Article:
EPA Policy Restoring Public Right to Know About Chemical Hazards Wins Strong Support from Health, Labor and Environmental Advocates

For Immediate Release

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Kathleen Sutcliffe,
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EPA Policy Restoring Public Right to Know About Chemical Hazards Wins Strong Support from Health, Labor and Environmental Advocates

The names of toxic chemicals will no longer be kept secret from the public

WASHINGTON - Twenty-six health, labor and environmental organizations today filed detailed comments
voicing resounding support for a long-overdue change in a U.S.
Environmental Protection Agency (EPA) policy that denied public access
to information EPA receives from the chemical industry. That policy and
the resulting Agency practice had allowed chemical companies routinely
to mask the identity of chemicals when submitting information to the
agency about known health and safety impacts. [Click here to see a sample redacted chemical industry report to EPA.]

“EPA’s move brings us toward an age of greater transparency and helps
give people the power to make safer choices about what products to
bring into their home,” said Earthjustice attorney Marianne Engelman
Lado. “If a chemical is known or suspected to be causing cancer or other
serious diseases, at the very minimum, the public should be able to
find out the name of that chemical. Although it’s the law, in the past
it wasn’t the practice.”

The groups' filing comes as Congress considers legislation that would
overhaul the Toxic Substances Control Act (TSCA), the 1976 law that
EPA, health, labor and environmental groups, and even the chemical
industry agree has not adequately protected the public from toxic
chemicals. EPA Administrator Lisa Jackson has declared enhancing
chemical safety to be one of her priorities, and announced the agency’s
new right-to-know policy in late May. At that time EPA signaled its
intent to deny industry claims seeking to withhold the names of
chemicals when submitting health and safety data to the Agency. EPA
announced that it will not only deny future claims, but will review and
challenge such claims made in the past.

“One of the few positive provisions of TSCA is that it clearly puts
chemical health and safety data off-limits for protection as
confidential business information,” said Dr. Richard A. Denison, senior
scientist with the Environmental Defense Fund. “Despite this, chemical
companies have as a matter of course claimed the identity of the
chemical in question to be confidential even when providing EPA data
indicating a chemical presents a substantial risk—yielding the perverse
outcome that the public learns only that some unnamed chemical may be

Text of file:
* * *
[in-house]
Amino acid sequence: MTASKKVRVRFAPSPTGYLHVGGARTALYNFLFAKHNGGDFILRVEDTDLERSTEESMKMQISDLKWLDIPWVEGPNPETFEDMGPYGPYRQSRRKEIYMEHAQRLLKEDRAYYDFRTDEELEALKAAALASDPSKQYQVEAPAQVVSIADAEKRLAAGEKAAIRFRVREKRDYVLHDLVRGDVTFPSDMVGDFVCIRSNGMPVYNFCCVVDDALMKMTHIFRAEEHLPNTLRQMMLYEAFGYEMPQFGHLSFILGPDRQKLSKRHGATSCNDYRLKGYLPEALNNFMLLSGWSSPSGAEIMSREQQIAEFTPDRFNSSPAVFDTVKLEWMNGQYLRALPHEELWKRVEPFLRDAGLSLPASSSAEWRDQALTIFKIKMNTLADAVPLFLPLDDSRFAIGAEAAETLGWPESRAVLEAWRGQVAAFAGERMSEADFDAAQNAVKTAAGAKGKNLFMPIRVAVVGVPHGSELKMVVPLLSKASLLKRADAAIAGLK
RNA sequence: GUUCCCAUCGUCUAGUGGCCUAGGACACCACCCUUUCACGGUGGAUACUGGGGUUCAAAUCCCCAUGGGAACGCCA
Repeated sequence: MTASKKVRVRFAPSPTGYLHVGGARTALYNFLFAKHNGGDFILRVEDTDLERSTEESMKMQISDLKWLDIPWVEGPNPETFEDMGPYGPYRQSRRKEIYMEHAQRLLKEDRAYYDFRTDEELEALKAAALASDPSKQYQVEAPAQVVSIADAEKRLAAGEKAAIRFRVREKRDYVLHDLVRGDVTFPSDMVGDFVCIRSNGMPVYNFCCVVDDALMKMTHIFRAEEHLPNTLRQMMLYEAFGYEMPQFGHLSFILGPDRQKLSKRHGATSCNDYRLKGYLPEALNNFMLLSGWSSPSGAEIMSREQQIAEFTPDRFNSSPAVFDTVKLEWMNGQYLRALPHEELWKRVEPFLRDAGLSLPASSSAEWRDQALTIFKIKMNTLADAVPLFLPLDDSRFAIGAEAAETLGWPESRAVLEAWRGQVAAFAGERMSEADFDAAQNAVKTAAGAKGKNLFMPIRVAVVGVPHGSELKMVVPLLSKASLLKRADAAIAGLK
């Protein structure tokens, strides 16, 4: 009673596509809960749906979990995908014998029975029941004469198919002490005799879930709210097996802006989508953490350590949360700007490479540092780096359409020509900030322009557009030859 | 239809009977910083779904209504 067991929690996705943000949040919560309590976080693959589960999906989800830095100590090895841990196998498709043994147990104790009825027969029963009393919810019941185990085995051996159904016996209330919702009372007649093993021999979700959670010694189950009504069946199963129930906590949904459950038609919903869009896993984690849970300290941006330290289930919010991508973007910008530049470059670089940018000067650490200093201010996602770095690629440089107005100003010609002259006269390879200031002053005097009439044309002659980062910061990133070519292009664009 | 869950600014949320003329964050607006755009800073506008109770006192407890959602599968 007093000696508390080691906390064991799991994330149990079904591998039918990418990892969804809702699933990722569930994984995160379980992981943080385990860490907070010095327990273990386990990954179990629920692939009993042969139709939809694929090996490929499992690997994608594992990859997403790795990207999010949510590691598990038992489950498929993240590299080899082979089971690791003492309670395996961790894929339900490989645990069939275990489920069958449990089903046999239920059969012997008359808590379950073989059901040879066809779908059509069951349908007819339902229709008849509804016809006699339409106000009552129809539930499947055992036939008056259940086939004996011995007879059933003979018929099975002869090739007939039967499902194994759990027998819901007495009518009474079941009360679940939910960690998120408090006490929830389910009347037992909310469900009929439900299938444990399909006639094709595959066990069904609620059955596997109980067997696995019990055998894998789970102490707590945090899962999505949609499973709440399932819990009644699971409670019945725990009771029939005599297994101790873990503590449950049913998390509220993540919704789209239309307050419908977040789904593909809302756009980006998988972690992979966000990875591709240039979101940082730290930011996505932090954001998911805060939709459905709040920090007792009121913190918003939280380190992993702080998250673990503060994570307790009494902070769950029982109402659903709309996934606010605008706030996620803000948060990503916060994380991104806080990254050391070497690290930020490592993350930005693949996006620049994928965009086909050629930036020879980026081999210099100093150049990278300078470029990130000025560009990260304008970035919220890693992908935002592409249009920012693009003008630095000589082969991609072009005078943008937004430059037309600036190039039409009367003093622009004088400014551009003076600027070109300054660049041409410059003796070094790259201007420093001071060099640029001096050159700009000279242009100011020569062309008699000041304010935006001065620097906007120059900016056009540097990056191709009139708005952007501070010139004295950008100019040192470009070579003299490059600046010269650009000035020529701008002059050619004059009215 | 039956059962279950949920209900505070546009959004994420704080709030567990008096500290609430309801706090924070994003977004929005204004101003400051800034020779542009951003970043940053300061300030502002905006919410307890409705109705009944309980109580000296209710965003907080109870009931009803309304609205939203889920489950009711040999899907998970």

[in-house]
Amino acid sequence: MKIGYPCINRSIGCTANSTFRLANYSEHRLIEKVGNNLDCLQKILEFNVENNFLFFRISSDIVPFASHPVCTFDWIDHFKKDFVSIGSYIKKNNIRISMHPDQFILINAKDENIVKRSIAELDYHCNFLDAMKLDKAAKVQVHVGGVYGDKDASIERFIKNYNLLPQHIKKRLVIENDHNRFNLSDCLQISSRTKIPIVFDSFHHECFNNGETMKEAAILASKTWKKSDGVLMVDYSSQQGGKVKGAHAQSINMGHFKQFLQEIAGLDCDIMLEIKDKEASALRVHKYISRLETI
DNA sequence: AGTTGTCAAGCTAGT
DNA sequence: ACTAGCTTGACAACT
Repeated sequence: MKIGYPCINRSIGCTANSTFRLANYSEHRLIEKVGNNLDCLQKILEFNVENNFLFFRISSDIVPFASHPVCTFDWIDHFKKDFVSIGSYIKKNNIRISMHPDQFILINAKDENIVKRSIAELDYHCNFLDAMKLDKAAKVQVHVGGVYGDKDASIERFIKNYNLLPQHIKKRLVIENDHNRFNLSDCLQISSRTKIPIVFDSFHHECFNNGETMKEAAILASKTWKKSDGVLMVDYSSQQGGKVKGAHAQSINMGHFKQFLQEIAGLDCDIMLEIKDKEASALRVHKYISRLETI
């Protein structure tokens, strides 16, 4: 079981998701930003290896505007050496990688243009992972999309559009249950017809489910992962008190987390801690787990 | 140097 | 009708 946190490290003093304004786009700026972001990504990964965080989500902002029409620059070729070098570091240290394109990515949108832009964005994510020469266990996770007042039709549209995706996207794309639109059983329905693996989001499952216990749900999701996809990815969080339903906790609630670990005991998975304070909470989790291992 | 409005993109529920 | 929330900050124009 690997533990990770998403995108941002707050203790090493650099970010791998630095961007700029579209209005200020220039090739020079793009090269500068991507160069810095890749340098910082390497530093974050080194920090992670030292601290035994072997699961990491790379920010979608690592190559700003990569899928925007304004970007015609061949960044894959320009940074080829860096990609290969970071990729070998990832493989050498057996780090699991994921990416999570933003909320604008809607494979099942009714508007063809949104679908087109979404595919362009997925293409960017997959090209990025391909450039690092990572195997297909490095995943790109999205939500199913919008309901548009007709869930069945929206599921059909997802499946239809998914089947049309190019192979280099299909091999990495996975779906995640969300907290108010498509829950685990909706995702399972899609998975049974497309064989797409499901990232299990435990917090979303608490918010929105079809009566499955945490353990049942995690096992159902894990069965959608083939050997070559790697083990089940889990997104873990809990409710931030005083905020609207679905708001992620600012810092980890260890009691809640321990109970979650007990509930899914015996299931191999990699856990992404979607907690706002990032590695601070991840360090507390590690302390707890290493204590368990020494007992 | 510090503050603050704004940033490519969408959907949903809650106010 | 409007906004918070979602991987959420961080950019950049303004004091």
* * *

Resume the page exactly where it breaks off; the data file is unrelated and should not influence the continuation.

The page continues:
dangerous.”

One provision of current law requires chemical companies to submit to
EPA any studies or data they obtain that indicate a chemical presents a
substantial risk to the public or the environment. According to EPA,
the identities of more than 40 percent of the hundreds of chemicals
covered by reports submitted in fiscal years 2006 through 2009 have been
claimed secret.

On the rare occasions in the past when EPA has reviewed such claims,
it has uniformly found they do not actually qualify for protection after
all. Yet EPA's only recourse is to challenge those claims one by one—a
highly resource-intensive activity that has hamstrung EPA officials. EPA
officials have noted that they review an average of only 14 of the
thousands of secrecy claims made under TSCA annually. EPA's new policy
puts companies on notice that they should not make those claims, and
that they will be denied except in very rare cases.

“Communities of color and low-income communities are particularly at
risk from toxic chemicals,” said Dr. Mark Mitchell, President of the
Connecticut Coalition for Environmental Justice. “Public access to all
available health information on chemicals is critical to our
communities' ability to inform and protect ourselves from the
disproportionately high exposures to such chemicals that we experience.”

In their comments, the groups urged EPA to take several additional steps in implementing the new policy, including that

  • EPA should implement a system for tracking and publicly
    reporting the status of all reviewed and challenged claims and should
    provide that information on EPA’s website in a timely manner.
  • In reviewing past claims, EPA should prioritize review of claims
    for chemicals for which available information indicate cause for
    concern as to hazard or exposure potential.
  • Where EPA determines that a chemical's identity is not entitled
    to protection in the context of a health and safety study, it should
    also remove any such protection for that chemical in the context of its
    listing on the TSCA Inventory.
  • EPA should require the recertification of CBI claims after no
    more than five years and not allow information to be withheld from the
    public indefinitely without substantiation.
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